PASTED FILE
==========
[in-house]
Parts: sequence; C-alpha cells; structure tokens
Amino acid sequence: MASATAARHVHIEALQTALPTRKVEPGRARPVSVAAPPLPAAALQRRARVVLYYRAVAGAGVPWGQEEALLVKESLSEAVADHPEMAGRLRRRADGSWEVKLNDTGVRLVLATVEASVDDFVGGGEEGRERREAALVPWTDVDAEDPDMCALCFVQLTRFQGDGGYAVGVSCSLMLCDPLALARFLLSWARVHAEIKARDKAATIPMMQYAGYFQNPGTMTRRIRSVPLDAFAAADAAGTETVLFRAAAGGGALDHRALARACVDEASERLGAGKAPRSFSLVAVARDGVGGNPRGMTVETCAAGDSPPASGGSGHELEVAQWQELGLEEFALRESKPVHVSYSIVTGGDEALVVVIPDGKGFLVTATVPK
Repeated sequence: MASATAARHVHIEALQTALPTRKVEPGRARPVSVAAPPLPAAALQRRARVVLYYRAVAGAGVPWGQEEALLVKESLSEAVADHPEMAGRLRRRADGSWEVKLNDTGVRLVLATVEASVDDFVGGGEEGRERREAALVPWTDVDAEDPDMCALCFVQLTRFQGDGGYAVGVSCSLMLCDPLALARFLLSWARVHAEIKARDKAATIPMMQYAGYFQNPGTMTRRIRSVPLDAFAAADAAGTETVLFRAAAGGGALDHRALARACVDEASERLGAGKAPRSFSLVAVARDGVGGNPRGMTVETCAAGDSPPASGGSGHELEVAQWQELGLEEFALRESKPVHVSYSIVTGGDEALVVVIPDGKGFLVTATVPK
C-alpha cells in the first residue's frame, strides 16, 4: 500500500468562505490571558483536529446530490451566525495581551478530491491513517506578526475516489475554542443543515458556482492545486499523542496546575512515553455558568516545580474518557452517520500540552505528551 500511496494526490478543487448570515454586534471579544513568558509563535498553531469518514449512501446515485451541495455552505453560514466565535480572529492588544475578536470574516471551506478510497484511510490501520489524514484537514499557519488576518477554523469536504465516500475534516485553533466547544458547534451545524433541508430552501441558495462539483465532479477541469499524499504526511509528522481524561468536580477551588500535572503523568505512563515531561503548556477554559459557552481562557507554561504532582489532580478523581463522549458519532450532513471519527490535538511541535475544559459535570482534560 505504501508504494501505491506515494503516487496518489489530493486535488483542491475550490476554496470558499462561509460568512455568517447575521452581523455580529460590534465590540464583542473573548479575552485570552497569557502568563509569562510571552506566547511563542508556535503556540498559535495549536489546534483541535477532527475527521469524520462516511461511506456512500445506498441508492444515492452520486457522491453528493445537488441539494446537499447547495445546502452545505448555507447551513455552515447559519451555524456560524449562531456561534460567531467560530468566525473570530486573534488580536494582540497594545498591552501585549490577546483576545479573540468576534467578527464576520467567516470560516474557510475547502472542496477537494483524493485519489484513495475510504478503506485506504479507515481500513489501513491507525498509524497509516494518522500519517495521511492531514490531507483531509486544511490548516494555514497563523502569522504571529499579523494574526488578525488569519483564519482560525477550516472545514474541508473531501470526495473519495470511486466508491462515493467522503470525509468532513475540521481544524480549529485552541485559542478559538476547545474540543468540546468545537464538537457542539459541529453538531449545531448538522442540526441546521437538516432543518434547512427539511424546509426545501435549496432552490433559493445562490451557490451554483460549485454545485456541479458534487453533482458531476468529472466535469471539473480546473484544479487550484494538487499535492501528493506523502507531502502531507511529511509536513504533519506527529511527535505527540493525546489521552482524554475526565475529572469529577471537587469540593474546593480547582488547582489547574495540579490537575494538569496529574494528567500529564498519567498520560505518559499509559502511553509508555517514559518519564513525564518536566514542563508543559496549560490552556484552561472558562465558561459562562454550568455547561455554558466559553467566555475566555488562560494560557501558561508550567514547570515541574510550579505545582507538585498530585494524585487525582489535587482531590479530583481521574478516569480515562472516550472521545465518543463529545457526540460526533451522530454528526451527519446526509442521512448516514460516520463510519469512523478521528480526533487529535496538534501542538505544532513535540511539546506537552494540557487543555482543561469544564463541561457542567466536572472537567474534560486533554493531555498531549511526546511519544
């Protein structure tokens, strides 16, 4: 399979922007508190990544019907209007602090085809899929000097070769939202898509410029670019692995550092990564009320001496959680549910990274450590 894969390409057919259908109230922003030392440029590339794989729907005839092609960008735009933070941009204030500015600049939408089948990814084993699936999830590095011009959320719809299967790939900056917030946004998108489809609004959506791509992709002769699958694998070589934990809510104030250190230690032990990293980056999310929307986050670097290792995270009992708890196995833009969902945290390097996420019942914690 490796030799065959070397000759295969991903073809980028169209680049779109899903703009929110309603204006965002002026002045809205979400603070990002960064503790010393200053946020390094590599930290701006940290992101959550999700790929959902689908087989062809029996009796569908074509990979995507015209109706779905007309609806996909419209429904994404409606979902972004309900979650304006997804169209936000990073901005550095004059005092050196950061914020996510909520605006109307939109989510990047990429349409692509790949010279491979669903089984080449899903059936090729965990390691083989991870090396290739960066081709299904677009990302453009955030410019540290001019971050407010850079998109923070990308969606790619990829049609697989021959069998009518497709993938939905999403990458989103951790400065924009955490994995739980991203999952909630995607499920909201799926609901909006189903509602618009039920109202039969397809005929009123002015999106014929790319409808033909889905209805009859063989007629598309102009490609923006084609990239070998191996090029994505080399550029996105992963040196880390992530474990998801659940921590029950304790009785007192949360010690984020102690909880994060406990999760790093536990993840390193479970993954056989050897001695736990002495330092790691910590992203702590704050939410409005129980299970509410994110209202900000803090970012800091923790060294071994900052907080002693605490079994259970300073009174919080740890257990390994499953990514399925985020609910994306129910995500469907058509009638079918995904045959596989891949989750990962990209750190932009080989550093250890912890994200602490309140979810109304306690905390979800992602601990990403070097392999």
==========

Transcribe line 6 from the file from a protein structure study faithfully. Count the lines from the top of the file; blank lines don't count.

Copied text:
């Protein structure tokens, strides 16, 4: 399979922007508190990544019907209007602090085809899929000097070769939202898509410029670019692995550092990564009320001496959680549910990274450590 894969390409057919259908109230922003030392440029590339794989729907005839092609960008735009933070941009204030500015600049939408089948990814084993699936999830590095011009959320719809299967790939900056917030946004998108489809609004959506791509992709002769699958694998070589934990809510104030250190230690032990990293980056999310929307986050670097290792995270009992708890196995833009969902945290390097996420019942914690 490796030799065959070397000759295969991903073809980028169209680049779109899903703009929110309603204006965002002026002045809205979400603070990002960064503790010393200053946020390094590599930290701006940290992101959550999700790929959902689908087989062809029996009796569908074509990979995507015209109706779905007309609806996909419209429904994404409606979902972004309900979650304006997804169209936000990073901005550095004059005092050196950061914020996510909520605006109307939109989510990047990429349409692509790949010279491979669903089984080449899903059936090729965990390691083989991870090396290739960066081709299904677009990302453009955030410019540290001019971050407010850079998109923070990308969606790619990829049609697989021959069998009518497709993938939905999403990458989103951790400065924009955490994995739980991203999952909630995607499920909201799926609901909006189903509602618009039920109202039969397809005929009123002015999106014929790319409808033909889905209805009859063989007629598309102009490609923006084609990239070998191996090029994505080399550029996105992963040196880390992530474990998801659940921590029950304790009785007192949360010690984020102690909880994060406990999760790093536990993840390193479970993954056989050897001695736990002495330092790691910590992203702590704050939410409005129980299970509410994110209202900000803090970012800091923790060294071994900052907080002693605490079994259970300073009174919080740890257990390994499953990514399925985020609910994306129910995500469907058509009638079918995904045959596989891949989750990962990209750190932009080989550093250890912890994200602490309140979810109304306690905390979800992602601990990403070097392999």